Karin is a Texas Tech graduate who has been co-anchoring the 6 and 10 p.m. news with Abner Euresti since 1980. The two have paired up to host the Children's Miracle Network Telethon since 1984 and, with your help, have raised more than $17 million for the Children's Hospital at UMC. Karin is the most recognized health reporter on the South Plains. She is a 17-time Anson Jones Award winner, selected by the Texas Medical Association. She has won the prestigious Edward R. Murrow Award four times and earned an Emmy for her documentary on the first South Plains Honor Flight. You can see Karin's contribution to the news on every newscast: health content in Daybreak Today, HealthWise @ 5, and the award-winning HealthWise at 10. Karin is married to Lubbock County Commissioner Bill McCay. They have two children. Jacob and his wife, McKenzie, live in Greensboro, North Carolina. He is a certified loan officer and she is in law school. Morgan was a realtor in Lubbock but now lives in Cologne, Germany, with her husband Daniel Olivier, an Agronomist for Bayer Crop Science. Karin is also called "Kiki", especially by her grandchildren Retief and Leizyl. Karin has published a series of children's books called Magic Mommy Stories. Each book began as a gift to her grandchildren, a story in a notebook mailed to them in Germany. Today, Retief keeps all the colorful notebooks on a shelf in his room, each an adventure in the Magic Mommy series. (Click here) to e-mail Karin.
The increased need for telehealth services during the pandemic has identified gaps in broadband services where some folks just can’t be reached. But that could change now that the U.S. Department of Health and Human Services has announced an 8 million dollar investment in rural telehealth.
Dr. Steven Berk, Dean of the Texas Tech School of Medicine reminds us, “Polio was wiped out by a vaccine, not by any treatment. Smallpox worldwide killed millions of people and it, too, became eradicated by the technology of vaccines.”
The Hamsmiths rushed their daughter to the emergency room at UMC where an x-ray confirmed their fears. They could see that she had swallowed a button battery, but it didn’t show the full extent of the damage.
Friends, family and neighbors of Phil Crenshaw have been praying for the WWII veteran since an ambulance came to his house two weeks ago after he fell. Turns out, there were no broken bones but he tested positive for COVID-19.
Remember Tanner Cook, the 17 year old from Idalou who suffered a traumatic brain injury during a football playoff game in 2008? After years of physical therapy, Tanner has improved. Now, Tanner has learned of a revolutionary treatment at the Neuro Recovery Institute in Florida.
Dr. James Tarbox, an Allergist and Texas Tech Physician, if you wake up feeling crummy like you’re coming down with something, it’s important to know why, and that could mean getting tested for both COVID and the flu.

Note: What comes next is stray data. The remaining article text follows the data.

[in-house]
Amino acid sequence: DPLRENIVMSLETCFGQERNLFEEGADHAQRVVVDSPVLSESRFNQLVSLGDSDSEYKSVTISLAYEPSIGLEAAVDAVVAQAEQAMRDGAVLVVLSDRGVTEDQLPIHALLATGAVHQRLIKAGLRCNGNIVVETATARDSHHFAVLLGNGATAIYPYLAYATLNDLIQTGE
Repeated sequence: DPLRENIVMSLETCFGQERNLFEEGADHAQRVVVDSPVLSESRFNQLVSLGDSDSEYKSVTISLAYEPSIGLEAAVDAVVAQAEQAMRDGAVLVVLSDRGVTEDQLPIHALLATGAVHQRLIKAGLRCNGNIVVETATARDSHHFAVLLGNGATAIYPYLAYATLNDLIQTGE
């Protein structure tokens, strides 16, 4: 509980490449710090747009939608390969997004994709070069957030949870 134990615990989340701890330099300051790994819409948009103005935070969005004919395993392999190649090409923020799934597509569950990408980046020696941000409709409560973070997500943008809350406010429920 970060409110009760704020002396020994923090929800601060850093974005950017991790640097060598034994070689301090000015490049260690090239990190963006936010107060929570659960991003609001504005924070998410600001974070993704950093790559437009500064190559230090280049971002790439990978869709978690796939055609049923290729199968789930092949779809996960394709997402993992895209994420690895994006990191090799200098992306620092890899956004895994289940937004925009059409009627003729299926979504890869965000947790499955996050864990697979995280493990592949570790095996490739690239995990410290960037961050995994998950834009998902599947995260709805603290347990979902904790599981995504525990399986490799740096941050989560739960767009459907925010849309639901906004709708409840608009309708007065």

Jeannie Jaramillo works at the TTUHSC School of Pharmacy in Amarillo. That’s where she also serves as Director of the Texas Panhandle Poison Control Center. She says they see reasons every day why we need to make an effort like this to reduce the risk of poisoning and overdose.
The South Plains Veterinary Clinic announced on their facebook page that Dr. Louis “Bud” Farr, the longtime veterinarian who started a large animal clinic in Slaton in 1964, Passed away yesterday morning after an acute illness for several weeks.
University Medical Center has the only Level 1 Trauma Center in the region. So, it is no surprise Bethany Lee was airlifted to Lubbock from Hobbs, New Mexico after a crash that left her internally decapitated and with severe brain trauma.
The concern is that one in 5 adults in this country and 17 percent of youth experience a mental illness or mental health disorder at some point, and COVID-19 has become an easy trigger to make things worse.
A new school year is scary for most kids anyway but mix that in with a pandemic and a lot of rules that keep kids behind masks and 6 feet apart from their friends, and school becomes an entirely new experience.
A simple walk after dinner can bring excrutiating pain to some people with a condition called Peripheral Artery Disease, or PAD. Now, there is something new in Lubbock that could make you feel like your old self again in a matter of days.
The Heritage Village in Snyder is a free outdoor history museum featuring a collection of old buildings and worn out treasures that have been carefully moved to create this imaginary neighborhood that gets better with age.
Remember the days of overhead projectors? They were in every classroom. Wayland Baptist University saved all of those clear, plastic sheets, also known as transparencies. It is a good thing they saved them, because they have now become useful in the fight against COVID-19.
Dr. Michael McPherson is the Medical Director for both Garrison Geriatric and Education Center, Crown Point Health Suites and many other nursing homes in the area. He says while residents are kind of isolated anyway for their own protection, there are things the rest of us can do to help.